Laura (03:24): Absolutely- and there's that element of the wounded healer. Mim, you've been a guest before on Common Ground discussing Buteyko breathing, and we'd love to hear today about your therapeutic tea blends. What inspired you to create teas?
Mim (03:42): I had a clinic in the Strand Arcade in the City. I was very, very lucky to have my clinic there. I overlooked Pitt Street Mall with big, beautiful windows, and I used to go and have a cup of tea at a shop called The Tea Centre. They're still in existence but have different owners. I'm quite a tea fan of all varieties, and I got to be quite friendly with the owners there. By that time, they had a chain throughout the eastern seaboard of Australia, and they asked me to produce some herbal teas for them, which was lovely. And so that's how it started- creating blends for The Tea Centre, which they still actually sell. And then my patients obviously enjoyed them, so it came out of that really.
Laura (04:38): And what's the process for creating a new blend? Do you start with a favourite herb, or particular health problem?
Mim (04:46): That took three years interestingly. They asked me to create these blends- I started looking around and I'd go into health food shops. I'd look at the herbal tea through the lens of being a herbalist and I'd go, you know, it says ‘sleepy’ whatever, but I don't think even a mouse is going to get to sleep with that. Or this is for skin and I'd go ‘well, where's the therapeutic herbs?’ I realised that there was a lack there because the general public, they're not going to know what’s a therapeutic herb or not, they’re going to read the label and it says ‘helps you sleep’.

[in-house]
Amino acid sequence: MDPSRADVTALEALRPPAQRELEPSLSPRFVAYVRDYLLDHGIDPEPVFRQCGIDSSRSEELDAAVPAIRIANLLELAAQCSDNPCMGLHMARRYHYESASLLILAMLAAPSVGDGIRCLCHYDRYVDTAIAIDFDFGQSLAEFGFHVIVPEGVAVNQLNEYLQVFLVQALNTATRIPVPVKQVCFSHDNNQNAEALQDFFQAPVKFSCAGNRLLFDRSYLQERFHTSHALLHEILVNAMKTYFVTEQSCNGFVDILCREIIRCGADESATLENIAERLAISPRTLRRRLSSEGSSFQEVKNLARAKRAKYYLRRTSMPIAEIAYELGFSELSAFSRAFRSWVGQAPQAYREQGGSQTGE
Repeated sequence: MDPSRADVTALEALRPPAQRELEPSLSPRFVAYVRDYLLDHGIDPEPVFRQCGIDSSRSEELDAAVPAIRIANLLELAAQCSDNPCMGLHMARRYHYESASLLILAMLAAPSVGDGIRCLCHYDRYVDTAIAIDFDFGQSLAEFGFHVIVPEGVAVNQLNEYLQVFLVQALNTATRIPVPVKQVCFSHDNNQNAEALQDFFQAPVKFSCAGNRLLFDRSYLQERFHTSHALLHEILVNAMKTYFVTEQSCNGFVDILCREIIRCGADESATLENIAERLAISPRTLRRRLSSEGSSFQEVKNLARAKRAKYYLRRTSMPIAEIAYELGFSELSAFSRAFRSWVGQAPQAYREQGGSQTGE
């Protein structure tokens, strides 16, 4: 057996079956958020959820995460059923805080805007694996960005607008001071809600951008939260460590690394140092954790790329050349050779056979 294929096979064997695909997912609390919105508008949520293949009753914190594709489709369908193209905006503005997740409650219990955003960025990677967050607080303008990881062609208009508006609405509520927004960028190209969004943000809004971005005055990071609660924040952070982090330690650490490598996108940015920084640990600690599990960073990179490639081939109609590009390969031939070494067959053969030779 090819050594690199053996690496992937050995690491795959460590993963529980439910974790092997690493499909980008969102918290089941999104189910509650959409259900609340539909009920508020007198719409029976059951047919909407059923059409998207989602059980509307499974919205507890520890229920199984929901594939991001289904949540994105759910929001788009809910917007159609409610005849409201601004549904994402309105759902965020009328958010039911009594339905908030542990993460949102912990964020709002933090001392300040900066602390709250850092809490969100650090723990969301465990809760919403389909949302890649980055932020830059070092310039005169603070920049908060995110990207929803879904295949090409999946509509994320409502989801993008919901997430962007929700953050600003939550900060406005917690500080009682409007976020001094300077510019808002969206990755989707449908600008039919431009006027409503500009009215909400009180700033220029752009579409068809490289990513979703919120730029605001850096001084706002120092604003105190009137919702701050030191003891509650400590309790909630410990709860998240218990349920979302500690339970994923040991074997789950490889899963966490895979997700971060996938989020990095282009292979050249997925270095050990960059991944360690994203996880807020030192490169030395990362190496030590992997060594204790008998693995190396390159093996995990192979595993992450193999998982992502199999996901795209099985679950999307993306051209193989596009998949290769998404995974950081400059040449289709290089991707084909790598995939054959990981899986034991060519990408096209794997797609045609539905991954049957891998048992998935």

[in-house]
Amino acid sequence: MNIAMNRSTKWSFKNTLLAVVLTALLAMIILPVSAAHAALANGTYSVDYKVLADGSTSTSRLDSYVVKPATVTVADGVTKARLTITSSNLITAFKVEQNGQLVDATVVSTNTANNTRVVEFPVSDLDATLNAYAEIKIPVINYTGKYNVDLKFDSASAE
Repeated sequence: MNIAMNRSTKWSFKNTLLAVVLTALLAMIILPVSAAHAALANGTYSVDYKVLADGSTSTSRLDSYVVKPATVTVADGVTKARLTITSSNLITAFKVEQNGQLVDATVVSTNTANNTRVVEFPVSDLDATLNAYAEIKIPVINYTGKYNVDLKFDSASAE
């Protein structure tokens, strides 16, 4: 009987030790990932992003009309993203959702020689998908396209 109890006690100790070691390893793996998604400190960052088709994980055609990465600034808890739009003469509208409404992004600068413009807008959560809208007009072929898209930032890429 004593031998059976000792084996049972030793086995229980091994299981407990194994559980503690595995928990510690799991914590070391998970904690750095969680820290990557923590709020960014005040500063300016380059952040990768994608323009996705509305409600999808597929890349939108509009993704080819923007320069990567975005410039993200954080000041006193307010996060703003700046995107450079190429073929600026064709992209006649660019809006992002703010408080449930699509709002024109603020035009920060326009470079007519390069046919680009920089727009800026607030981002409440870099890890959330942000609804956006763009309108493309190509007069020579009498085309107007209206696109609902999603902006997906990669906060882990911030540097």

I was aware that a lot of the herbal teas that were saying they would do something were very unlikely to do that and then I realised why that was the case. A lot of the therapeutic herbal remedies taste absolutely diabolical. I realised that the reason why a lot of the herbal teas weren't that great is because they would taste bad. It became a quest to create a blend that tasted good, smelled good, and was good for you, and that's how it started. It was really quite difficult, it was so interesting. I would start with a base herb- something like California Poppy for sleep (I based it on the my herbal formula that I use for my clients). Because you're drinking a whole cup of this stuff, unlike a herbal tincture where you have 5mL and move on, this is a whole cup, preferably three cups a day. It really needed to taste good so that was a really interesting process.